OK we realize this whole post is exactly what the title suggests it should not, but let us explain…
‘Guardians of the Galaxy’ is the latest blockbuster offering from Marvel, and what’s cool is that it was written by a 33 year old woman: Nicole Perlman. In an interview with Time Magazine the self-confessed sci-fi nerd talks about her career rise and why she doesn’t want attention for her gender. That caught our attention, because while we are all for promoting female role models and trailblazers, it is important to note that we are doing this in the hope that more and more women will follow the footsteps of those gone before them, so that one day there is no gender imbalance in certain industries or landscapes.
Guardians is the first Marvel movie to have a credited female writer, and Nicole worked hard to get where she is today. She has been pitching Sci-Fi scripts since 2006 and was getting attention from industry media. Being a woman meant she was expected to write romantic comedies or films with women as the central character, which is something she pushed back against. She was told by studios that they weren’t sure she could write an action film. How absurd!
“They kept saying, ‘This is a guy’s movie, you know, it’s really a guy’s movie.’ I didn’t want to say, ‘Are you saying a woman can’t write a guy’s movie?’” Perlman recalls. “What is a guy’s movie anyway? If you’re making a movie that’s just for one gender, what’s the point?’”
In 2009 she joined the Marvel writers program and decided this would be her chance to prove her critics wrong. The team of writers could choose projects to work on for the two-year period, and she chose the lesser-known Guardians film.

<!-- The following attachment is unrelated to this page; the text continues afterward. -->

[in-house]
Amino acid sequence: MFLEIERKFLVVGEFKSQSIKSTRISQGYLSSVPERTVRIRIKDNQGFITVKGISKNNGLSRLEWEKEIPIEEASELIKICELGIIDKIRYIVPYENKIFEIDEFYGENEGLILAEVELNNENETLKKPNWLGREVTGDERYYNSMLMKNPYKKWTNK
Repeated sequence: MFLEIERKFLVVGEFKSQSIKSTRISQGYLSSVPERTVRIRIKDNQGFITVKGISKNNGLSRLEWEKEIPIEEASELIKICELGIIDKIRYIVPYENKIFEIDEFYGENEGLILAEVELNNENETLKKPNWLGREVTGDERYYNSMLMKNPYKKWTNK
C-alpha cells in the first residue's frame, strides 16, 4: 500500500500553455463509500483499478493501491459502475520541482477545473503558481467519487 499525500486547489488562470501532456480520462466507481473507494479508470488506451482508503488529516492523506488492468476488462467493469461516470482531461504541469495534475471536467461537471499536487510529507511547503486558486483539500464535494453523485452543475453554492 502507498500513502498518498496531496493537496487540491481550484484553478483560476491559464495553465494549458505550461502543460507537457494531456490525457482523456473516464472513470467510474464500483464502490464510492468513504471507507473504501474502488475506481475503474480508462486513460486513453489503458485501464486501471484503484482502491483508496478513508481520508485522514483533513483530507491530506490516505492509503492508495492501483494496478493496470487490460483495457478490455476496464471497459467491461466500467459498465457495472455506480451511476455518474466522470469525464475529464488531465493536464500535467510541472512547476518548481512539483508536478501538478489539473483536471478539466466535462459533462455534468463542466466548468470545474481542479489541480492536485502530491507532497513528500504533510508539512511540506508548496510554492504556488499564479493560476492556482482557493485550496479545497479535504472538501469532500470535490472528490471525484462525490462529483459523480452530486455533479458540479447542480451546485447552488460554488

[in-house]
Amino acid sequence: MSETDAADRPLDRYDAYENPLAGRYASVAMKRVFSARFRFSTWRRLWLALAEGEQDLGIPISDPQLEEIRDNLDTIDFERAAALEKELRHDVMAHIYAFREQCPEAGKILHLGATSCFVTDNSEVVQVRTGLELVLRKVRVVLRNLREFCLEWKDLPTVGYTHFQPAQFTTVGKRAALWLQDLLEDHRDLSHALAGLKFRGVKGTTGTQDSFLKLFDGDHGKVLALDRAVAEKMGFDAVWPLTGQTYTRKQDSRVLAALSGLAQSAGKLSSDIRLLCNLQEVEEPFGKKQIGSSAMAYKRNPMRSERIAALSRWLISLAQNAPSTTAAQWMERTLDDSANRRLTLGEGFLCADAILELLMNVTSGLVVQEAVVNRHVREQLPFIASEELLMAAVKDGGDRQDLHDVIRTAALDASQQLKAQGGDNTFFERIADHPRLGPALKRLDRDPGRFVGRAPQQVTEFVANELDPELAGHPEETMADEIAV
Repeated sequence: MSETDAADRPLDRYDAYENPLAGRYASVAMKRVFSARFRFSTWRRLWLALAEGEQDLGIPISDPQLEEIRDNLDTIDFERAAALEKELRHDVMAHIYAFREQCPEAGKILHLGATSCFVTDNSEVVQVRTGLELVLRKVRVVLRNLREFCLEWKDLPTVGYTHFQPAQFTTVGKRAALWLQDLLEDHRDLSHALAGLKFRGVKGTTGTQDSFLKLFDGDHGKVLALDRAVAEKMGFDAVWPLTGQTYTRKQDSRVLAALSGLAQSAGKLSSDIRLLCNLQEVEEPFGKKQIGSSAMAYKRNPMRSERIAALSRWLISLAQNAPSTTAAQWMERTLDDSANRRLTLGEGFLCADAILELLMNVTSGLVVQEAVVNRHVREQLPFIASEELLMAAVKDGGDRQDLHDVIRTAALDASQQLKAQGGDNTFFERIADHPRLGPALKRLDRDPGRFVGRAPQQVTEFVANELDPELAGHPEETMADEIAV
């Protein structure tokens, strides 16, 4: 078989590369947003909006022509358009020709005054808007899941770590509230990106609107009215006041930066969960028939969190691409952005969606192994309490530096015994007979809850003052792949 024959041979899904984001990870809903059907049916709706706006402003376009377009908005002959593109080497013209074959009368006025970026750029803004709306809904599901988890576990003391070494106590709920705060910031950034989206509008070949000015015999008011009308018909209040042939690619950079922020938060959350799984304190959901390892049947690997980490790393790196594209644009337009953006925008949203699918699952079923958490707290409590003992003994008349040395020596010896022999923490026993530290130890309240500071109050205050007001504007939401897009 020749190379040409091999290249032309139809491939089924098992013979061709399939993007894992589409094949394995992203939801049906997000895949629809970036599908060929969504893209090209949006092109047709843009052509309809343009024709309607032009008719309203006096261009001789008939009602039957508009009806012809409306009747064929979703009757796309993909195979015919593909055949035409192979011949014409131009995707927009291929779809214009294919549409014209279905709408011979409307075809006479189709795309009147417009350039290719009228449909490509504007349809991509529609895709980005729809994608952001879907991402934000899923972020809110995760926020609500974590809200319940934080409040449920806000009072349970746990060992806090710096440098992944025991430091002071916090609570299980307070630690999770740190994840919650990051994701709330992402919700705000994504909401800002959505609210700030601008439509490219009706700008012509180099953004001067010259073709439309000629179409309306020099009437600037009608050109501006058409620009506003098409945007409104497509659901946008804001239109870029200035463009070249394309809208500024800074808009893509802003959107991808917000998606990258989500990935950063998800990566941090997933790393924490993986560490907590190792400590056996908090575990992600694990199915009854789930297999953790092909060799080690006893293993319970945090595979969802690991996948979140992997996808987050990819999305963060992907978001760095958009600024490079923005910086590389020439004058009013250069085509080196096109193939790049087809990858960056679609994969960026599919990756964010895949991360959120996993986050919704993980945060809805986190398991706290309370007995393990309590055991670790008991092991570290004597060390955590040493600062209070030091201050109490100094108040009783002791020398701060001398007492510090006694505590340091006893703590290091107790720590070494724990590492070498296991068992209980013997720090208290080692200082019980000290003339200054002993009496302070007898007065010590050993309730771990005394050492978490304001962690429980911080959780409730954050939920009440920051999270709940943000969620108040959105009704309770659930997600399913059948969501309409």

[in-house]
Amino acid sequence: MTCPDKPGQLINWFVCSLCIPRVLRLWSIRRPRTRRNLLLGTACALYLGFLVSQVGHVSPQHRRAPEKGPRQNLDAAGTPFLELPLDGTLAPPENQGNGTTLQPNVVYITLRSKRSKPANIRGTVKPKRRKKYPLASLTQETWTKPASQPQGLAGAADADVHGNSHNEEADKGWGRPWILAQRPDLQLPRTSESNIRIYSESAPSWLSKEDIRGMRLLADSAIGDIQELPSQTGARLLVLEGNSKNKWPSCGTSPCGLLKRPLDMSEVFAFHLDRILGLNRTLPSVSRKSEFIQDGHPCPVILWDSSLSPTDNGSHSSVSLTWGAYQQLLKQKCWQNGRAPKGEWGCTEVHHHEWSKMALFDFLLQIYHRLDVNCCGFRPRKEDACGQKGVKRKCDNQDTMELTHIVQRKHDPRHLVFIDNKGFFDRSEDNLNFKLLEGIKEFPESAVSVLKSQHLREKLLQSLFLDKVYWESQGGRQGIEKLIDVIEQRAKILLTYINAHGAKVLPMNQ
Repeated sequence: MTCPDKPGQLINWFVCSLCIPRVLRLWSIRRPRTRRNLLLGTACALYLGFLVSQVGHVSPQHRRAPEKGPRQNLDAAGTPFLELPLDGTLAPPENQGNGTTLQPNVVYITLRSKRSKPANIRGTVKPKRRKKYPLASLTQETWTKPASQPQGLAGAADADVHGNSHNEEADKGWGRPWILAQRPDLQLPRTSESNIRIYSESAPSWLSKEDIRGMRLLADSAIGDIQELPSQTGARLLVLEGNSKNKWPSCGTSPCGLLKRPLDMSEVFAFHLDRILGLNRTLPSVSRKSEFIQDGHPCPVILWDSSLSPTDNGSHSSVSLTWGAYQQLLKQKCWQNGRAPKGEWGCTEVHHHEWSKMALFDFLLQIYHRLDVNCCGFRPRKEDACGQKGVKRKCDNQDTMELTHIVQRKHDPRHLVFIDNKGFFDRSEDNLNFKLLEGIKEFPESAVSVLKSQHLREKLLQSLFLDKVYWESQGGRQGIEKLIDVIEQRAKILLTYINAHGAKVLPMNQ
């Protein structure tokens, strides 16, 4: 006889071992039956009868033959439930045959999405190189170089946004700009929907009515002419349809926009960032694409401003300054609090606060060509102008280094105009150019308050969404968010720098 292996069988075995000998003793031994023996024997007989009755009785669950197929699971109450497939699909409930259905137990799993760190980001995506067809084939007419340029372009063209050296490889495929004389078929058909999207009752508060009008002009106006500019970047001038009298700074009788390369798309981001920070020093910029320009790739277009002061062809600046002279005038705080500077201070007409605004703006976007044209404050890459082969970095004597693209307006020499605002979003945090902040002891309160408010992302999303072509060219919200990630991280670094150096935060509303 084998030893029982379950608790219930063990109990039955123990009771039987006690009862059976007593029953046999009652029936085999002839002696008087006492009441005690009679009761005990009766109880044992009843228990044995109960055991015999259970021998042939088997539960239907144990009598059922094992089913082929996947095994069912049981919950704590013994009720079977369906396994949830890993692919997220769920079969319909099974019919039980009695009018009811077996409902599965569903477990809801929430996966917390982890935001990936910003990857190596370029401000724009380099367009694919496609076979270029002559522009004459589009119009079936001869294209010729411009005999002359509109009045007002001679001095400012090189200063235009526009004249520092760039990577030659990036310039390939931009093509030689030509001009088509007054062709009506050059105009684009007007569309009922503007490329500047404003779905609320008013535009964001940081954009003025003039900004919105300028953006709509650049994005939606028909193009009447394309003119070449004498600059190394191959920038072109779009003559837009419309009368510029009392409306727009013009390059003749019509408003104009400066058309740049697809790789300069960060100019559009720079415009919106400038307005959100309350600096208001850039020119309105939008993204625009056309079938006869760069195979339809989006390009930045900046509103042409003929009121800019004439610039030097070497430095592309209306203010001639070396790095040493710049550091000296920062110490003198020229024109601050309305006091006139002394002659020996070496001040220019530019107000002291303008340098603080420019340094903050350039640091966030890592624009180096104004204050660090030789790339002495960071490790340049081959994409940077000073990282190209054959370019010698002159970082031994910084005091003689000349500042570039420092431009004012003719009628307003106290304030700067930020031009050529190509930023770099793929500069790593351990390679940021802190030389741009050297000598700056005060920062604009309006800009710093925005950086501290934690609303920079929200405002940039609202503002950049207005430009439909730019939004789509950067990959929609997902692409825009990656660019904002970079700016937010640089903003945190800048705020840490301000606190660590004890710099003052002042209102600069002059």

“I can’t tell you what the other titles were that they were offering up on the table, but I can tell you that one of them was a little bit more appropriate for me, just based on gender,” she says. “I think they were a little taken aback when I chose Guardians, because there were ones that would make a lot more sense if you were a romantic-comedy writer or something like that.”
Her persistence paid off, and the Marvel program proved to be the perfect place to quiet the naysayers in the long run.
“I was definitely the only woman screenwriter that I’m aware of,” she says, “but they never made me feel disenfranchised for being a woman, which I really appreciated because I definitely have felt that at other studios.”
‘Guardians of the Galaxy’ is the first film to be a product of the Marvel writers program, which is a big deal. Marvel are clearly putting their money where their mouths are in an effort to diversify all aspects of the industry. When the focus just becomes finding the most talented people, gender becomes less of an issue.
Today, Nicole is working on a Dreamworks film, but goes on to talk about her experience with Guardians being a revelation for her as a female writer. Showing that she can expertly craft character relationships as well as explosion scenes was important to show the studio they don’t need to fear hiring women as writers on an action blockbuster.
“I went out of my way to try and tell a story that was a little more unusual because I didn’t want to bring anything that was weak to the table as a female writer. You don’t want to be a woman writer about whom people could say ‘a woman can’t write science fiction.’ I think that in that way it very much spurred me to do the best work that I could. But I didn’t add more romance because I was a woman or anything like that.”
Nicole was recently part of a Sci-fi panel at Comic-Con, and while all the panelists happened to be women, it wasn’t mentioned in the title nor did the panel focus on gender. This is exactly the type of thing she hopes will be more common place in the future, rather than people thinking it is such a crazy thing to have an all-female panel.
“I thought that was so great, because that’s the obvious hook: like, put these women in a box and let’s all look at them! It’s just like these are people who are working and they all have stories to tell and they happen to be women,” she says. “I think we’re not there yet, but that’s where it’s headed.”
If more studios can foster untapped talent like Marvel, and get rid of bias that Nicole mentions she experienced early in her career, we think that will go a long way to showing audiences that good writers are good writers, no matter whether they are male or female.